WALKERS, ramblers and active families can celebrate after more of the South Downs was declared open access land.

Brighton and Hove City Council has created free public access to another 670 acres of Sussex downland.

The area, which runs from east to west between Stanmer Park and the A23, is about ten times the size of Brighton’s Preston Park.

It adjoins existing Open Access land the council created in and around Stanmer Park in 2006.

Combined, the two areas total 1,600 acres, stretching about two miles wide and between half a mile and a mile from north to south.

Five miles of new footpaths and bridleways have been created, meaning walkers on the Sussex Border Path can divert on to a route keeping them further away from busy roads.

Works have involved installing gates and cutting a new path up a steep bank at Braypool.

Open access allows people to roam anywhere across the land, except where there are farmed crops.

The surrounding landscape includes ancient burial mounds on top of Tegdown Hill, lynchet terraces formed by ploughing dating back many centuries and the Chattri monument to Indian soldiers who died in the Royal Pavilion hospital during the First World War.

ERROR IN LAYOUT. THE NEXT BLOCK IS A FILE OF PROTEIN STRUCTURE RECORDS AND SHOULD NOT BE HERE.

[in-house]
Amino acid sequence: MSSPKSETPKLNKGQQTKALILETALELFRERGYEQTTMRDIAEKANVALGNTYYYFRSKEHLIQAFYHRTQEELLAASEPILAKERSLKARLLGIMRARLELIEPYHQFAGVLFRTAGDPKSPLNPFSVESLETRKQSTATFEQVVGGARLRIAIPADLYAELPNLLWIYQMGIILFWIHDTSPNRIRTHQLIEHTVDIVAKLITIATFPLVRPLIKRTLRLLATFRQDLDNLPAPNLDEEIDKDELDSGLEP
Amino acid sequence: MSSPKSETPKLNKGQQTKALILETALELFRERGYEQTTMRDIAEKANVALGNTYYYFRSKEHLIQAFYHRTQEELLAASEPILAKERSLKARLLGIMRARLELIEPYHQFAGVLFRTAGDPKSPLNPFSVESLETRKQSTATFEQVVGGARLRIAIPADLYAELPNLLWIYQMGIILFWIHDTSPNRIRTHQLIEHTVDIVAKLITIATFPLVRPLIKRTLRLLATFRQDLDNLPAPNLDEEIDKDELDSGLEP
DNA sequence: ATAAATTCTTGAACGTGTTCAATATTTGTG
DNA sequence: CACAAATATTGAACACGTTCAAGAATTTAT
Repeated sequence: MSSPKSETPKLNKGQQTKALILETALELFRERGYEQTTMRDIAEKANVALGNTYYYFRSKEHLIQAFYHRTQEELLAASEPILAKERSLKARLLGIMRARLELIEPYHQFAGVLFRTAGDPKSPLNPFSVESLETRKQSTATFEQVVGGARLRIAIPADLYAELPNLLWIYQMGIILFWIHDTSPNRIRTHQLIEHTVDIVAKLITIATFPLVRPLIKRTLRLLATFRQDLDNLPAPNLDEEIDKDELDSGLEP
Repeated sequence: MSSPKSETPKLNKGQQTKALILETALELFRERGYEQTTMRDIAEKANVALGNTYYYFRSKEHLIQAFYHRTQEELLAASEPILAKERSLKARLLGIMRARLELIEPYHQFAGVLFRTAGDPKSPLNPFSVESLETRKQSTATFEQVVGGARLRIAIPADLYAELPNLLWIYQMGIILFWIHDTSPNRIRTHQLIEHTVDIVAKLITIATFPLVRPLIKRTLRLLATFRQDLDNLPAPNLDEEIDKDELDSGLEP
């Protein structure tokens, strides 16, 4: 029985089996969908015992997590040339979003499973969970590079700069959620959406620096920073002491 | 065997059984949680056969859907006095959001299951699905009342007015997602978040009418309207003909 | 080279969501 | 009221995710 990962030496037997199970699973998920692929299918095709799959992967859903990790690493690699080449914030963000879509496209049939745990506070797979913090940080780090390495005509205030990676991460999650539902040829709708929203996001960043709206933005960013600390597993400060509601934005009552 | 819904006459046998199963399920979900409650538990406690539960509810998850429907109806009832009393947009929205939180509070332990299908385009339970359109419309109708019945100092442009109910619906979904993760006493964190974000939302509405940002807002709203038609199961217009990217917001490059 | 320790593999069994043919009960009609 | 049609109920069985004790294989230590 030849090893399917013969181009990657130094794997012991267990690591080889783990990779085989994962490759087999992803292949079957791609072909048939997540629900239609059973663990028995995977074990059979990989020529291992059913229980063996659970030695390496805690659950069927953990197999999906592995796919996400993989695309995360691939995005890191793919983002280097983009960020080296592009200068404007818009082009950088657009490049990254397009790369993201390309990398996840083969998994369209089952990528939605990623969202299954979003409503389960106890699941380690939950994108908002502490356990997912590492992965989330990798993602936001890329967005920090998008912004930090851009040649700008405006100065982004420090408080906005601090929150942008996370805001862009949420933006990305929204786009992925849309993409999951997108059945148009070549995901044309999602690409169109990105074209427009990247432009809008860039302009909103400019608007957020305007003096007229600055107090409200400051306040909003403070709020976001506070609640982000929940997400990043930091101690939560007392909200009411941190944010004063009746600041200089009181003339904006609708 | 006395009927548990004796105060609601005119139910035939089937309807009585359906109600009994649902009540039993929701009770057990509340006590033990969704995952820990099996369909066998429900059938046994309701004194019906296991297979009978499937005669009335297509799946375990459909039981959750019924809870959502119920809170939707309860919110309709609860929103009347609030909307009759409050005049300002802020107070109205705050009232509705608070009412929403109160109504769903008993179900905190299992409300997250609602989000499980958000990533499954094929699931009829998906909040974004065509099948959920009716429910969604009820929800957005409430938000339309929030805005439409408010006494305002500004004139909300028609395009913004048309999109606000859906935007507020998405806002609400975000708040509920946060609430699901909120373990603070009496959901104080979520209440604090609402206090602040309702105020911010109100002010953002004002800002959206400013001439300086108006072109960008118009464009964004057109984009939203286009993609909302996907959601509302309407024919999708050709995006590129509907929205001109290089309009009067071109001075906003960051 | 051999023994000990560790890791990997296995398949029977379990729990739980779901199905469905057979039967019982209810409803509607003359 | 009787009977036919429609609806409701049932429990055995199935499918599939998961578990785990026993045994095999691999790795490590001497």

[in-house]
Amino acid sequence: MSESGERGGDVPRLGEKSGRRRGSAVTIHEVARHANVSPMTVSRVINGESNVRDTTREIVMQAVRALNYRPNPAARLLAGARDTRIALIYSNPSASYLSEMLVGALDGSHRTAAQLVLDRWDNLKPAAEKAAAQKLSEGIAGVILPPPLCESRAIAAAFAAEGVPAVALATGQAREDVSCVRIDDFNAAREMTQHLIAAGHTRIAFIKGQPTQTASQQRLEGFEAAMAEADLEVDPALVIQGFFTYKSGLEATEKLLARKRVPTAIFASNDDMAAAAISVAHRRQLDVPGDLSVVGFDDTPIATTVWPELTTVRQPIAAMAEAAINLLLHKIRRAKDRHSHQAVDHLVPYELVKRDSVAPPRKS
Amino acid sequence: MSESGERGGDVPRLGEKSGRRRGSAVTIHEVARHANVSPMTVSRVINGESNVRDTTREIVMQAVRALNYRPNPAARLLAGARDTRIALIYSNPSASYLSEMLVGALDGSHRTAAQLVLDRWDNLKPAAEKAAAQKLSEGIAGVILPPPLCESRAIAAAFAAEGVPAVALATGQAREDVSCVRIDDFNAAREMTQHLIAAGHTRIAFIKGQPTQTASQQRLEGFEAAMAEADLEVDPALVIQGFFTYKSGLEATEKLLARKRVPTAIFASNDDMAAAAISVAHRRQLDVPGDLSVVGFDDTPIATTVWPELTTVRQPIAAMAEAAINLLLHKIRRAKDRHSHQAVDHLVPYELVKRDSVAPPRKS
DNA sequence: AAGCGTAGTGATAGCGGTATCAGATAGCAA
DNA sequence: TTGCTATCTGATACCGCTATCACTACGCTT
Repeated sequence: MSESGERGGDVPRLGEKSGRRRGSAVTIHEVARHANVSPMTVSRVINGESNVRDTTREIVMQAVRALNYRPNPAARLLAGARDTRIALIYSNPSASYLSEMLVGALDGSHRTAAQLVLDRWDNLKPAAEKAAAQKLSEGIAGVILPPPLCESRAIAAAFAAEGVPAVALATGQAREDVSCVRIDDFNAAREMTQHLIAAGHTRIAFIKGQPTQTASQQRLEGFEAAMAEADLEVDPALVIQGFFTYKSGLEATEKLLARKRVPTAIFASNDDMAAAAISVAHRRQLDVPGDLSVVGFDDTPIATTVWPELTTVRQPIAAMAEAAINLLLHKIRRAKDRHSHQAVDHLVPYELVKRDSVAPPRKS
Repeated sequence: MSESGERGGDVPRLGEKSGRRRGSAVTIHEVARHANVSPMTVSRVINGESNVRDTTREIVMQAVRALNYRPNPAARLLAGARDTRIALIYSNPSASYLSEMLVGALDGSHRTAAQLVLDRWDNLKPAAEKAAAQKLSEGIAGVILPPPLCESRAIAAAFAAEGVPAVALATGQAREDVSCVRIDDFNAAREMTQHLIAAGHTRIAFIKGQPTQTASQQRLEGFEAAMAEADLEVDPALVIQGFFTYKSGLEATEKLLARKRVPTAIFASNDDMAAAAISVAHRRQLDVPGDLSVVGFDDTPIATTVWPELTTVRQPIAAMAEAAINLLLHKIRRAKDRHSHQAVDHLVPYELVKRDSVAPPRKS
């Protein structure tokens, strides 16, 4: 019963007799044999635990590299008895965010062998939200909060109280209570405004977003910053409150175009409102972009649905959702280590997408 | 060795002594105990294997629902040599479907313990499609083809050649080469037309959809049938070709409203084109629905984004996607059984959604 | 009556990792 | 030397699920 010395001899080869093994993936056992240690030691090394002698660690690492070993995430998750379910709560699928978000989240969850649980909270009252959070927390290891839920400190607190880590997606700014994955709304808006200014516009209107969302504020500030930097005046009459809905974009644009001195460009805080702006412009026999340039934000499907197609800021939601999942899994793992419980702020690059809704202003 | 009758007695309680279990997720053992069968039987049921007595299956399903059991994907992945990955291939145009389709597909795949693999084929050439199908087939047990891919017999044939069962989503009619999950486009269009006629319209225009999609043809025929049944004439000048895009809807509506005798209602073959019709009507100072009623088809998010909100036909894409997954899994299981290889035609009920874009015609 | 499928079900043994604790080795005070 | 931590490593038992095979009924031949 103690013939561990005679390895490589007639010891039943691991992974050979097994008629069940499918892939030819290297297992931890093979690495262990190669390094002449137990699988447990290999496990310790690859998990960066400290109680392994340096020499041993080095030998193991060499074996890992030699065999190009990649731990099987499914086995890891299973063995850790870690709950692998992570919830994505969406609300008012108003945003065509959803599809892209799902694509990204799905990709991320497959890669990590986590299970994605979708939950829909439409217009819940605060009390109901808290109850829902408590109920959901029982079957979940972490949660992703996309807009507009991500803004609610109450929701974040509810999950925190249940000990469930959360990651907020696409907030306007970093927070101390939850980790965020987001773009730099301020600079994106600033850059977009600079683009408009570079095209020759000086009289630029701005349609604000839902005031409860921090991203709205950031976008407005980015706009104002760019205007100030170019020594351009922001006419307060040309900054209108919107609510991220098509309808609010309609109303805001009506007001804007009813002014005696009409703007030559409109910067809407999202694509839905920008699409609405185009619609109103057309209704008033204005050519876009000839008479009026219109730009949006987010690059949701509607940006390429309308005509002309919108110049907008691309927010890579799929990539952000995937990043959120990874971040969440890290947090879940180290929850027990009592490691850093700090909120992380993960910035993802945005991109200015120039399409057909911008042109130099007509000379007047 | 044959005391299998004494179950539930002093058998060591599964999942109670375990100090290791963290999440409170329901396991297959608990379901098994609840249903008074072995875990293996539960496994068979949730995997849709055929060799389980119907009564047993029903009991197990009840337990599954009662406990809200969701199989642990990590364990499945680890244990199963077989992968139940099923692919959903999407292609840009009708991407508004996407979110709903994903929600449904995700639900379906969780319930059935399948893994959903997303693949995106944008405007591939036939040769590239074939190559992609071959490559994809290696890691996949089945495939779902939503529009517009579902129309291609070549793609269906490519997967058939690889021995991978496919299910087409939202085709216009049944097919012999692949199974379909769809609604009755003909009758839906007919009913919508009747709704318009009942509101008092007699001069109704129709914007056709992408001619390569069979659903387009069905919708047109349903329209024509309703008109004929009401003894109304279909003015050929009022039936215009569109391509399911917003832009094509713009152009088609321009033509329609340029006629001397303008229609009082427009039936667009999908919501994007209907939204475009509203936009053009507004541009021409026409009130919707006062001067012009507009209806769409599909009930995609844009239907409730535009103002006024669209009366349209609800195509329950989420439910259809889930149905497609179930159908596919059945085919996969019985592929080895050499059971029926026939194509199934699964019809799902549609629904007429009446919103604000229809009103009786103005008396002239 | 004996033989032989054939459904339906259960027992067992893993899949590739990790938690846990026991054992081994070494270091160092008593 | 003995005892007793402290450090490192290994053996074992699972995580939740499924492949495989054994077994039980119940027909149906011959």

Chairman of the environment committee, Councillor Pete West, said: “It’s been one of our main intentions to open up more council owned downland to residents and visitors.

“Of course these rights involve responsibilities too and that entails respecting the landscape, farmers, their crops and livestock.

“This is precisely what we should be doing with our new UNESCO Biosphere status, bringing people and nature together and helping to improve people’s health and wellbeing.”

Jeremy Burgess, Eastern Downs area manager for the South Downs National Park, said: “It’s great news that Brighton and Hove City Council is dedicating this new open access land, providing some good links to some hidden treasures in this part of the national park.

“We look forward to working with them to help visitors enjoy and understand the significance of the area, and access it in sustainable ways.”

Other recent council moves to increase access to the Downs have included opening paths off the top of Ditchling Road and a new cycle and pedestrian track between Woodingdean and Falmer.